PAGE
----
Coefficient of Performance

The efficiency of refrigeration systems and heat pumps is denoted by its Coefficient Of Performance (COP). The COP is determined by the ratio between energy usage of the compressor and the amount of useful cooling at the evaporator (for a refrigeration instalation) or useful heat extracted from the condensor (for a heat pump). A high COP value represents a high efficiency.

Most of the electric energy needed to drive the compressor is released to the refrigerant as heat. Therefore more heat is available at the condensor than is extracted at the evaporator of the heat pump.

For a heat pump a COP value of 4 means that the addition of 1 kW of electric energy is needed to have a release of 4 kW of heat at the condensor. At the evaporator side 3,0-3,5 kW of heat is extracted. The additional heat is generated by the compressor. On the other hand: For a refrigeration system a COP of 4 indicates that 1 kW of electricity is needed for a evaporator to extract 4 kW of heat. Due to this important difference in COP definition, for a heat pump one often speaks of COPh. In this abbreviation 'h' means heating.

The efficiency of a heat pump, COPh, depends on several factors. Especially the temperature difference between waste heat source and potential user is an important factor. The temperature difference between condensation and evaporation temperature mainly determines the efficiency: the smaller the difference, the higher the COPh. The figure on the left shows the influence of this temperature difference on the COPh value. These values are based on figures from a Grasso 65HP compressor with the refrigerant Ammonia. The figure shows an increase in COPh with an increasing evaporation temperature. Futhermore it shows a decrease in COPh with a decreasing condensation temperature. In general the COPh decreases with an increase in temperature difference between condensation and evaporation. The figure below gives an indication of the dependence of the COPh of an Ammonia heat pump as a function of this temperature difference.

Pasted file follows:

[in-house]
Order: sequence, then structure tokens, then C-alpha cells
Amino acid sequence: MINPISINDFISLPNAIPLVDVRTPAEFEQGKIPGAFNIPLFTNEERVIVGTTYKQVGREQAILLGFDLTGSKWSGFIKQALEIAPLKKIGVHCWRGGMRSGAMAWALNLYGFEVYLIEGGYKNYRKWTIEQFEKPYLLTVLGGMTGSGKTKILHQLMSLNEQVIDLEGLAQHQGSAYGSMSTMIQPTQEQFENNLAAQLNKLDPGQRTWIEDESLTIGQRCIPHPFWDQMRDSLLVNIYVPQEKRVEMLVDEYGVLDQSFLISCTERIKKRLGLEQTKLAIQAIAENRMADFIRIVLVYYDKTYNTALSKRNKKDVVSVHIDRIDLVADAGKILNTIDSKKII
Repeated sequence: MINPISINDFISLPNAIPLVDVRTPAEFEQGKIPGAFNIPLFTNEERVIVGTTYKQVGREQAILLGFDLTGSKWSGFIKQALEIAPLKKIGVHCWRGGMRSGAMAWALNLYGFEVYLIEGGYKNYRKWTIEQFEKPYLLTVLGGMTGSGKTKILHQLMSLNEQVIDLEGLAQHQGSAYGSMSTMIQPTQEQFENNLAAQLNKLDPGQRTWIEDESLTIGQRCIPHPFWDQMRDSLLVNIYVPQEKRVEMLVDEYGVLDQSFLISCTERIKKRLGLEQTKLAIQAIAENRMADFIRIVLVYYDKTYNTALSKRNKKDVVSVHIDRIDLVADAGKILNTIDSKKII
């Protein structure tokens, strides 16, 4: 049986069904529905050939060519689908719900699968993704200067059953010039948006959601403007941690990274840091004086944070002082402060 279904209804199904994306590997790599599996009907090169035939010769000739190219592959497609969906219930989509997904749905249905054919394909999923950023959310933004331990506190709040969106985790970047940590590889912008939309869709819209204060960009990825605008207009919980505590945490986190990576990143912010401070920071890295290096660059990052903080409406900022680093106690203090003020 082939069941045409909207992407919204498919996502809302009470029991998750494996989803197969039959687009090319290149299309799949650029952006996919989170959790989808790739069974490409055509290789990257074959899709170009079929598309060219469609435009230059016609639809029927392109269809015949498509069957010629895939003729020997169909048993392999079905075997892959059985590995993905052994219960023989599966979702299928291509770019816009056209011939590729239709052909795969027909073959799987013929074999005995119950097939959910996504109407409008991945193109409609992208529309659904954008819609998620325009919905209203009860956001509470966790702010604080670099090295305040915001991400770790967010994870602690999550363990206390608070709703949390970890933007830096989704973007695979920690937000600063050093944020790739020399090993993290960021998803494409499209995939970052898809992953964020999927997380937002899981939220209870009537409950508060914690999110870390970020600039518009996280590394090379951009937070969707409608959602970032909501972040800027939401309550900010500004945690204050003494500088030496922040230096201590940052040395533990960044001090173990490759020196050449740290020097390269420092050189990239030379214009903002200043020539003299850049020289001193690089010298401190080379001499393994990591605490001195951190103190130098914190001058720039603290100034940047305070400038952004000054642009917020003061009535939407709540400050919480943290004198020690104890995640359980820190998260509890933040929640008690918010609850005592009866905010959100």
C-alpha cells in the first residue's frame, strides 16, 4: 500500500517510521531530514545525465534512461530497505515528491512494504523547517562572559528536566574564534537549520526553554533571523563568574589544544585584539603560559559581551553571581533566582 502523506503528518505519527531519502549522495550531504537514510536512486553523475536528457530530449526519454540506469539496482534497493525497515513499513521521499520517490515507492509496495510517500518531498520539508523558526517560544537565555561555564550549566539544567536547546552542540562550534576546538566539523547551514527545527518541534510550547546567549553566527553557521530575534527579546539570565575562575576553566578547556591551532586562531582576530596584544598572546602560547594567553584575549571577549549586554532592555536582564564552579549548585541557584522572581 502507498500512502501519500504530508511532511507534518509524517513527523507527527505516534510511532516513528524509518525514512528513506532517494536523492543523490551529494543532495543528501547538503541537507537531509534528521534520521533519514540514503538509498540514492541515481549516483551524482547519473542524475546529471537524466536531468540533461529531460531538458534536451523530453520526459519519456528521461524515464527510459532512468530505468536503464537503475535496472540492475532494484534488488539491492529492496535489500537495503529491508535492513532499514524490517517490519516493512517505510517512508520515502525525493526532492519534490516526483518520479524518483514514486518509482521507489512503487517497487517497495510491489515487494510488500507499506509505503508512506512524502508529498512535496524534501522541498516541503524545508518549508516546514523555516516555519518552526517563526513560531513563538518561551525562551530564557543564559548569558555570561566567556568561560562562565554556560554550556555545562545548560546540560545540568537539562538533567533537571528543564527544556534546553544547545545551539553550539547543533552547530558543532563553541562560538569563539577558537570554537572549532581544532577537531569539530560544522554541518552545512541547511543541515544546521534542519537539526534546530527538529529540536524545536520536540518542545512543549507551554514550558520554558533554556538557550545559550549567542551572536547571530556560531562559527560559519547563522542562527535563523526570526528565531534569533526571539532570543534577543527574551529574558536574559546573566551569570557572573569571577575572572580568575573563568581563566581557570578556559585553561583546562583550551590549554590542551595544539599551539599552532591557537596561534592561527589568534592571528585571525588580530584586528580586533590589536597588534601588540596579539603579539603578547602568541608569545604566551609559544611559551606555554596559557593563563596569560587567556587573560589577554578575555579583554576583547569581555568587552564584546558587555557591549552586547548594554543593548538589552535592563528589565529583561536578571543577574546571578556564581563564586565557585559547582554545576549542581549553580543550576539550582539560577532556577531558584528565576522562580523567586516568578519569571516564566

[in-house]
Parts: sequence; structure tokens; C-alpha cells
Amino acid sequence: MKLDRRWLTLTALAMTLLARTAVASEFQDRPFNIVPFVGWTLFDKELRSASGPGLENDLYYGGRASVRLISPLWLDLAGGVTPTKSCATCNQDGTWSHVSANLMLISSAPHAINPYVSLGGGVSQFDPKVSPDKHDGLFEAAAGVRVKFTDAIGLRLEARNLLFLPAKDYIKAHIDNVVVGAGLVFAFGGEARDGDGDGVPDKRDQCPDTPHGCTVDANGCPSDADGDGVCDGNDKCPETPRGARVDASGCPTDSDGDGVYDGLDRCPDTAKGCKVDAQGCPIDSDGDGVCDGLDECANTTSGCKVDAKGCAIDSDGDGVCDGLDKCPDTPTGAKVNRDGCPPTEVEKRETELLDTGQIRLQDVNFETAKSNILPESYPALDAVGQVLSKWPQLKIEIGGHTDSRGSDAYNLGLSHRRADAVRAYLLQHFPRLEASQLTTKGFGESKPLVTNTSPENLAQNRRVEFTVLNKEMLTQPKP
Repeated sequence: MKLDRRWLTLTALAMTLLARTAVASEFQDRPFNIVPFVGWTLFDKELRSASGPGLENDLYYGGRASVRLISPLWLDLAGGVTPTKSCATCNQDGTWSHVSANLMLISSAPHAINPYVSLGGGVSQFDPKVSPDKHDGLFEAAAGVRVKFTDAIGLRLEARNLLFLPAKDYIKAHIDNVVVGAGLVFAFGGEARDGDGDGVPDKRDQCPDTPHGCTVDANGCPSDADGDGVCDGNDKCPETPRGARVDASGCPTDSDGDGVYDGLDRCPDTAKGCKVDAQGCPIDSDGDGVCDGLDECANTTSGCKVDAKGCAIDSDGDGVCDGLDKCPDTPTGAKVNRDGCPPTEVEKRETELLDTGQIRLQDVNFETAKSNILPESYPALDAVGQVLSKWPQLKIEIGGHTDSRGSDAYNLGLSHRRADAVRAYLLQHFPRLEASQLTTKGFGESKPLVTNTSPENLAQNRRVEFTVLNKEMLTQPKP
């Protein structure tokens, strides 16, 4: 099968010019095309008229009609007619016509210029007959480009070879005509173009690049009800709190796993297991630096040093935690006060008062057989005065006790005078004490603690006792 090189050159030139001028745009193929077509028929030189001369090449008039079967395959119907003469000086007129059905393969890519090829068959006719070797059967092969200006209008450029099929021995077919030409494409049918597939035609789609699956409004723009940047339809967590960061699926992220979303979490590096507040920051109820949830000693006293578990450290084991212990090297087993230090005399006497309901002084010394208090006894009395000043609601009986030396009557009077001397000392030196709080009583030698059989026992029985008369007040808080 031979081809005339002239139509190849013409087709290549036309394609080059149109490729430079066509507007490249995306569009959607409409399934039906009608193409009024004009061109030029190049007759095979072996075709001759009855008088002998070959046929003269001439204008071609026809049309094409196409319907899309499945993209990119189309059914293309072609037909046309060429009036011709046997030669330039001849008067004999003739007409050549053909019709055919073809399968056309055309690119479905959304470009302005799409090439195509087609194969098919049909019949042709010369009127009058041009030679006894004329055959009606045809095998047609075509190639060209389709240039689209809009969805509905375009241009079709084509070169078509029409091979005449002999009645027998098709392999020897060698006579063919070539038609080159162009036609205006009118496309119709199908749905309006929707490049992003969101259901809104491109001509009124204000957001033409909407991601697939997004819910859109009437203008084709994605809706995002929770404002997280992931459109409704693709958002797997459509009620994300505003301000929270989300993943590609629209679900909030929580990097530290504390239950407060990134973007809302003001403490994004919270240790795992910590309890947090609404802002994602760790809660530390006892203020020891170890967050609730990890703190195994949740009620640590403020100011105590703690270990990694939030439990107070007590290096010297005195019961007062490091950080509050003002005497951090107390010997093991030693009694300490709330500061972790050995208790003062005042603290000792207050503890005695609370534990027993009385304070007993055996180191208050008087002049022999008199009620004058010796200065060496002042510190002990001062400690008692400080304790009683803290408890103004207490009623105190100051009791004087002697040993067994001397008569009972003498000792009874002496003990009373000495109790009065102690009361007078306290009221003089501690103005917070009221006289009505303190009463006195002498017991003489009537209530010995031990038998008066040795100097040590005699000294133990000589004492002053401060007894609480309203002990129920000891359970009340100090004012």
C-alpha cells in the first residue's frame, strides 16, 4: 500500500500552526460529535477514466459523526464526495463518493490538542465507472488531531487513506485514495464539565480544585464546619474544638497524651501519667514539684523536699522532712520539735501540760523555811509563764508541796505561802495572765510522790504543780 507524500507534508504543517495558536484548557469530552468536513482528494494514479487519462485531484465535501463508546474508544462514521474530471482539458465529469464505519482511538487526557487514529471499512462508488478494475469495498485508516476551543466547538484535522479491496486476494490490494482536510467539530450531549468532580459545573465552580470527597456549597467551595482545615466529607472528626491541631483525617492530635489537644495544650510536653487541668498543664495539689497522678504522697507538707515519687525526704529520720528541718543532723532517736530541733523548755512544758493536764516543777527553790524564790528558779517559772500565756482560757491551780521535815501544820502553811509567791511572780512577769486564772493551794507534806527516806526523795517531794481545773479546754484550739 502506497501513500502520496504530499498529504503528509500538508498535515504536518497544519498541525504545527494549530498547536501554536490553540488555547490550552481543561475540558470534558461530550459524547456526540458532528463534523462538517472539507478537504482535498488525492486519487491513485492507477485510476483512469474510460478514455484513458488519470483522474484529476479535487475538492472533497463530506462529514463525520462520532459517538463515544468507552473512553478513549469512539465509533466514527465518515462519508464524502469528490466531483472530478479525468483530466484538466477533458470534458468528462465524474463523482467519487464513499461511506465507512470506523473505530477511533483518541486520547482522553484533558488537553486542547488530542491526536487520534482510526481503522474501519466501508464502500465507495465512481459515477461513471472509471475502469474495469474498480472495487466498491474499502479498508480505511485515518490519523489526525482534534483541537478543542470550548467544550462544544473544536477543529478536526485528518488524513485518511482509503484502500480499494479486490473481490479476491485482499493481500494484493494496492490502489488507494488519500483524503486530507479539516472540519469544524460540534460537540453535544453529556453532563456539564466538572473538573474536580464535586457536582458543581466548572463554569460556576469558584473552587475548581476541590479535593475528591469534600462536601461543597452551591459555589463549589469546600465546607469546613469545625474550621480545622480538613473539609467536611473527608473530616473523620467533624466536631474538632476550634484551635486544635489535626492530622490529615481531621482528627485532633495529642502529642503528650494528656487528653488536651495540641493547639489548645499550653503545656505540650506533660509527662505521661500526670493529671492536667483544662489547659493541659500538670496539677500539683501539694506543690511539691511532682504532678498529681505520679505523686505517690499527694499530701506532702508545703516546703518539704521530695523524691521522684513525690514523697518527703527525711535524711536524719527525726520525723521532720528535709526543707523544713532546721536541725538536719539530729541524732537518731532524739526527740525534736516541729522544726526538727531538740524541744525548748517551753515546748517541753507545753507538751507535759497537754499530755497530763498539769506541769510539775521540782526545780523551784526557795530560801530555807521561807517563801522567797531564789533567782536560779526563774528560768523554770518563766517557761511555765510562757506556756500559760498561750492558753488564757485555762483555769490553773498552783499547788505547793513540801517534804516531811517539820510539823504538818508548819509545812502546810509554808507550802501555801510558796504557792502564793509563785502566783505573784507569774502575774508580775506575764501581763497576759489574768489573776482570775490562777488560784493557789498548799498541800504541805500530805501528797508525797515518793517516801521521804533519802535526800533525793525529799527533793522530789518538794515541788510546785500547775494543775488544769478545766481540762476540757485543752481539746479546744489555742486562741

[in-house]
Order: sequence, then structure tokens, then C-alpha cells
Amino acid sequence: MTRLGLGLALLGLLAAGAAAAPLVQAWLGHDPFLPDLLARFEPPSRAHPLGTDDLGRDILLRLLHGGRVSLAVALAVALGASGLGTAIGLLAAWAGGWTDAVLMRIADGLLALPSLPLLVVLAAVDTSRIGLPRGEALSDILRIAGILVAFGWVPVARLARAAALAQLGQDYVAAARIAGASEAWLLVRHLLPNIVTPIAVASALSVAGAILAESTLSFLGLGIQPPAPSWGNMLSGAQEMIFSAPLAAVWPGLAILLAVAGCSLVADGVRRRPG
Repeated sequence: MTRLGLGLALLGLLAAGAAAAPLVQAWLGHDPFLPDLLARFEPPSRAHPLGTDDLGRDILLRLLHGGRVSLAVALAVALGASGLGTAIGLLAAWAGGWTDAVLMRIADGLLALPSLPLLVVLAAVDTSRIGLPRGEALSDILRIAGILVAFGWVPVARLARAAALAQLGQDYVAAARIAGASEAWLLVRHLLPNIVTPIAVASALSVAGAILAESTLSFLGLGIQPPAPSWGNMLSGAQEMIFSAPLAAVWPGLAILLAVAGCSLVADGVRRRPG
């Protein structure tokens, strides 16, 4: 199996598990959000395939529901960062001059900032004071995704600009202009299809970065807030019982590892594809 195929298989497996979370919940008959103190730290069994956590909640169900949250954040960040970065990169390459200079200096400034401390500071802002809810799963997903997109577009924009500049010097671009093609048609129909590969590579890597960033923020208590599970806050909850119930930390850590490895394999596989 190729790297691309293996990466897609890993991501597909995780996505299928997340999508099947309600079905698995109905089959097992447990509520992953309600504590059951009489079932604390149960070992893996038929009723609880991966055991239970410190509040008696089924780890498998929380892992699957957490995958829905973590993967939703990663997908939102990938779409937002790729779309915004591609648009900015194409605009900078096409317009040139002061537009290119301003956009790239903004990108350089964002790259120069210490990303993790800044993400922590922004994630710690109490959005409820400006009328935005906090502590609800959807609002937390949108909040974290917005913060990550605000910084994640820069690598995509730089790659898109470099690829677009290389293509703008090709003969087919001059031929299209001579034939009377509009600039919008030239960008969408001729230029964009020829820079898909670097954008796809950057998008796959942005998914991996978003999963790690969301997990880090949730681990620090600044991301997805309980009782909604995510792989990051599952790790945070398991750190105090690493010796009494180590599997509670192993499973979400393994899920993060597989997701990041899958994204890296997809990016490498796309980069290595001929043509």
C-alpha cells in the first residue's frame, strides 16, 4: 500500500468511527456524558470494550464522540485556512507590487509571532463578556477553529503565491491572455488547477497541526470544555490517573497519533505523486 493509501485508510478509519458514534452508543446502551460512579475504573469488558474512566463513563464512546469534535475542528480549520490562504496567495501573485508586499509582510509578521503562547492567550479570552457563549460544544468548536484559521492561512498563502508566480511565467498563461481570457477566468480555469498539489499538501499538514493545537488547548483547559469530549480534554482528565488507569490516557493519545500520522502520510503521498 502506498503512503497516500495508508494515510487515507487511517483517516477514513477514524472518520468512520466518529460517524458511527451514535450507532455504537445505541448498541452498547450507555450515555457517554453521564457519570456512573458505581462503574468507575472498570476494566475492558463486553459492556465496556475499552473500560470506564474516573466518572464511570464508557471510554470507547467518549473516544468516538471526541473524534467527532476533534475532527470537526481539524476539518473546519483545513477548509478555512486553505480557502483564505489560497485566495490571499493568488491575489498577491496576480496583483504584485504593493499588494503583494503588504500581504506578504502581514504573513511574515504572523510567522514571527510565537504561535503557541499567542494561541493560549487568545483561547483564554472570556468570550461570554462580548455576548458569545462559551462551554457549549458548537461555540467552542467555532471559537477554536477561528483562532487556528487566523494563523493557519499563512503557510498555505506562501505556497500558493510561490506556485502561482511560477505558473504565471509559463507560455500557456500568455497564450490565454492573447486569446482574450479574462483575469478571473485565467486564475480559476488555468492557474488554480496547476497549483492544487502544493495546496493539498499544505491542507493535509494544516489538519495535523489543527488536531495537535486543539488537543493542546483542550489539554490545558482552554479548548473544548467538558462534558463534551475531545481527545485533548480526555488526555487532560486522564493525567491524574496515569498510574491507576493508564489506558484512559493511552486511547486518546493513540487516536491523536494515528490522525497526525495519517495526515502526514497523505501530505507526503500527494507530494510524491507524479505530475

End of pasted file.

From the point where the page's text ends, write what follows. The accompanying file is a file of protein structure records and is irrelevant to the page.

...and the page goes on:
Another important factor that influences efficiency is the applied refrigerant. Ammonia, for example, is a very efficient refrigerant with a COPh of 6 for a evaportion temperature of 30 °C and condensation temperature of 70 °C. These same conditions only give a COPh of 4,5 for refrigerant R134A. Other factors that will effect the efficiency of a heat pump are system controls, efficiency of pheripheral equipement like fans, pumps, etc.

Carnot efficiency

The theoretical maximum efficiency of a heat pump is described by the Carnot-efficiency:

The equation shows that the Carnot-efficiency depends on the condensation and evaporation temperature. With an ideal compression cycle without losses it is possible to achieve the Carnot efficiency. However, in practice there are a lot of parameters that have a negative influence on the efficiency. Therefore the real COPh is given by the product of the Carnot efficiency and the system efficiency:

The system efficiency is usually 50% to 70%.

Lorentz efficiency

With a transcritical heat pump the Carnot-efficiency can not be used, because there is no condensation temperature, but a temperature range in the gas cooler. The theoretic maximum efficiency of a transcritical heat pump is described by the Lorentz efficiency.

Tm is the mean temperature in the gas cooler. This temperature is calculated from the temperature at the inlet and the outlet of the gas cooler:

Similar to Carnot, the Lorentz efficiency will not be reached in practice due to all kind of losses. To determine the real COP, a system efficiency must be taken into account: